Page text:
22. Max Wallis says:

    As I pointed out,Huw Williams did make a general statement that ground conditions are not a matter for the planning system, then omitted to answer my citing Planning Policy Wales on ground subject to flood risk. He also chose only one para. from PPW, but not the most relevant. Penarth Civic Society’s evidence quoted:
    Planning Policy Wales “13.9.1 Planning decisions need to take into account:
    • the potential hazard that instability could create to the development itself, to its occupants and to the local environment; and
    • the results of a specialist investigation and assessment by the developer to determine the stability of the ground and to identify any remedial measures required to deal with any instability.”
    The Civic Society then argued:
    No information has been presented on the resultant hazards, both in construction and during occupation, which have not been assessed. The Memo mentions risk but not hazard: “potential impacts on existing properties beneath the site”. Could slippage of the cliff destabilise adjacent land-ownings (including the Coastguard cottages) and/or damage the Custom House/ Hotel? We submit the Council needs such information to meet the first bullet point of 13.9.1. The specialist investigation of bullet point 2 is incomplete – the consultants said their desk study should be followed by site investigation via boreholes and monitoring of any movements, to determine the stability of the ground. We submit the results are needed to meet the second bullet point of 13.9.1. The remedial measures required to deal with any instability including instability of the slope outside the application area have not been identified.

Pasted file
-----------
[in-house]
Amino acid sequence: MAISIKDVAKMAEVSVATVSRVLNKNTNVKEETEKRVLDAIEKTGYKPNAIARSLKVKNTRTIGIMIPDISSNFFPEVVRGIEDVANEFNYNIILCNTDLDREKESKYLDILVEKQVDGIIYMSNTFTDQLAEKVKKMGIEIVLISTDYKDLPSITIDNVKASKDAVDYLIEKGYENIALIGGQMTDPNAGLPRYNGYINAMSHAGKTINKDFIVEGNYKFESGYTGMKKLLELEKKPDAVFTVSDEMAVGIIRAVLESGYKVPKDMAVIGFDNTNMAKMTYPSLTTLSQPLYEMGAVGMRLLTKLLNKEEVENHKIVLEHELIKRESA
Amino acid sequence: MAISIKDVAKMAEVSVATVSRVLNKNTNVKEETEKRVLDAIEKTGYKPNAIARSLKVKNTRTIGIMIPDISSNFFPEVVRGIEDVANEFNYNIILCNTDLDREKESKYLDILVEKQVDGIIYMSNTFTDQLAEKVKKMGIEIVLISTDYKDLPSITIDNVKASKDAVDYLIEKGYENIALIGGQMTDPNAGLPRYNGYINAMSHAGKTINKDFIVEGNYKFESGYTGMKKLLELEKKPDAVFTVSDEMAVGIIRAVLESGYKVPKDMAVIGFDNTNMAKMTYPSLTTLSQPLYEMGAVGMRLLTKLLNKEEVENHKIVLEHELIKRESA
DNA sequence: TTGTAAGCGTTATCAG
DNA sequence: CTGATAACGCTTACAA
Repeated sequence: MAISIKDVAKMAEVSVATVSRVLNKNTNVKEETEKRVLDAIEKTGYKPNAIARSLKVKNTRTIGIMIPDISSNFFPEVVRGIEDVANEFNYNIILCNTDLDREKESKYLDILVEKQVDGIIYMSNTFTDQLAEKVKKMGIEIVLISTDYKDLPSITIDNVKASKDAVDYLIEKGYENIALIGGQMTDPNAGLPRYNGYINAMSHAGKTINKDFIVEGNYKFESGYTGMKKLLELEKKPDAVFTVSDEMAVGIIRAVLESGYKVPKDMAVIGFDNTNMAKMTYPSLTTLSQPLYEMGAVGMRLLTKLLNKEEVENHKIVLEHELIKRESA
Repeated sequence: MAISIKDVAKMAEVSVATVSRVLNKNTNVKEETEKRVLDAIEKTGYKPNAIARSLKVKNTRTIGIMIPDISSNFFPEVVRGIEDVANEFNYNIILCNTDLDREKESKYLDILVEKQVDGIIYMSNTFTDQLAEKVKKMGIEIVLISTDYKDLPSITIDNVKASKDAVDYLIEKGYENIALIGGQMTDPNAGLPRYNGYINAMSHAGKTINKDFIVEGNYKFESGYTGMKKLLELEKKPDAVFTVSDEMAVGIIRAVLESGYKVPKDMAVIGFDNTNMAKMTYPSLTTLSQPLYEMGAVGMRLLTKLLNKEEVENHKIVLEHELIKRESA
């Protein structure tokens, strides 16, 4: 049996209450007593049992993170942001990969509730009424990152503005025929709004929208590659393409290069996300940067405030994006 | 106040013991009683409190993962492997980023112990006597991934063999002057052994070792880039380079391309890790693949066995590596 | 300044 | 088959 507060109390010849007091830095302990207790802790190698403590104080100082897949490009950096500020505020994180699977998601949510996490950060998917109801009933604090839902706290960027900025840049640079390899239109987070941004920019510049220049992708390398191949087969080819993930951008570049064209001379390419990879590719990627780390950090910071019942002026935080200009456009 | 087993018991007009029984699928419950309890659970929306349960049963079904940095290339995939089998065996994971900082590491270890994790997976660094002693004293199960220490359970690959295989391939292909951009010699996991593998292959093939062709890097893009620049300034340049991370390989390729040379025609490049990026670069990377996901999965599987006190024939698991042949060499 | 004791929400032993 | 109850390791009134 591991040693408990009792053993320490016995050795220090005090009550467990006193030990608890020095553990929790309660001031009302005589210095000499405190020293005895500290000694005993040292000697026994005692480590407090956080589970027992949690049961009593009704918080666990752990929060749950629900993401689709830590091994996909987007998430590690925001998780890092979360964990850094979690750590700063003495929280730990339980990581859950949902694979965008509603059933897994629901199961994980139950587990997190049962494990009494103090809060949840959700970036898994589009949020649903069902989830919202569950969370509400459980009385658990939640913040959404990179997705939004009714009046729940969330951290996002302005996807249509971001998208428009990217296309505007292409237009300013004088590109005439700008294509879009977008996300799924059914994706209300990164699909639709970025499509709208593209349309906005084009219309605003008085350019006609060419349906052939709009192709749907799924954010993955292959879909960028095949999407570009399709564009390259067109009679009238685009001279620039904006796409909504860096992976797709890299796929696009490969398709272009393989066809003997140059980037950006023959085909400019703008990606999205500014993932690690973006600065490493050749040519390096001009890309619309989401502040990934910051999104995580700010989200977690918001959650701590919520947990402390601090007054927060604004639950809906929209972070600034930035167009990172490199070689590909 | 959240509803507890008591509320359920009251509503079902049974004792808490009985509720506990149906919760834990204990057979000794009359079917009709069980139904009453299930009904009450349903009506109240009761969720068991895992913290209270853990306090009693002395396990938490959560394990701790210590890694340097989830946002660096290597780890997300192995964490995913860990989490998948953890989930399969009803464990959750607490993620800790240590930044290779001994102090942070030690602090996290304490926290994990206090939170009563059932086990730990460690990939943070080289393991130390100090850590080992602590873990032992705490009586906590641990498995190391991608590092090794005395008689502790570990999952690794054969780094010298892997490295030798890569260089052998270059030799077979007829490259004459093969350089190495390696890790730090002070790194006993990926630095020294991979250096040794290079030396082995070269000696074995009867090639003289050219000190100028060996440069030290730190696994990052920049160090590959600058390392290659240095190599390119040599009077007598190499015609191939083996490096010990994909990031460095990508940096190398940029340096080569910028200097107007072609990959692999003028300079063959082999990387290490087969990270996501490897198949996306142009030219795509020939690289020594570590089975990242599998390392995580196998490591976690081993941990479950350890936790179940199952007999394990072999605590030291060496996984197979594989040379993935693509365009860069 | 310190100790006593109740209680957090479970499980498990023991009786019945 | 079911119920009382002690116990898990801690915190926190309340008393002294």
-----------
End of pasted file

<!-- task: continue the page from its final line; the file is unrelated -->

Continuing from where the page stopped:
Planning chief Goldsworthy at the site visit dismissed section 13.9.1 of Welsh Policy by saying it applied to the Valleys only and that the VoG engineers say building on Northcliff’s unstable slope is OK (the written report says neither; the engineers hedge their bets, of course).

  23. Max Wallis says:

    Why should Huw Williams trust the highly criticised “viability” appraisal system? Cllr Jonathan Bird lashed into it at the meeting, and he has experience as a developer. In the Northcliffe case, the developer guessed a figure for costly foundations, core-drilled to the base of the cliff at top costings probably include substantial shoring up the cliff. We can’t know because it’s kept secret. He included prices for the houses at bottom estimates, eg. from sales of flats in the nearby apartments. The District Valuer just accepts such figures and other biases, and makes an accountants’ check. As Chris David comments: “a deeply flawed rule book”. The officers know it and know the figures are very uncertain, but skewed towards developer-profits. So why did they not set a claw-back condition, depending on the final outcome?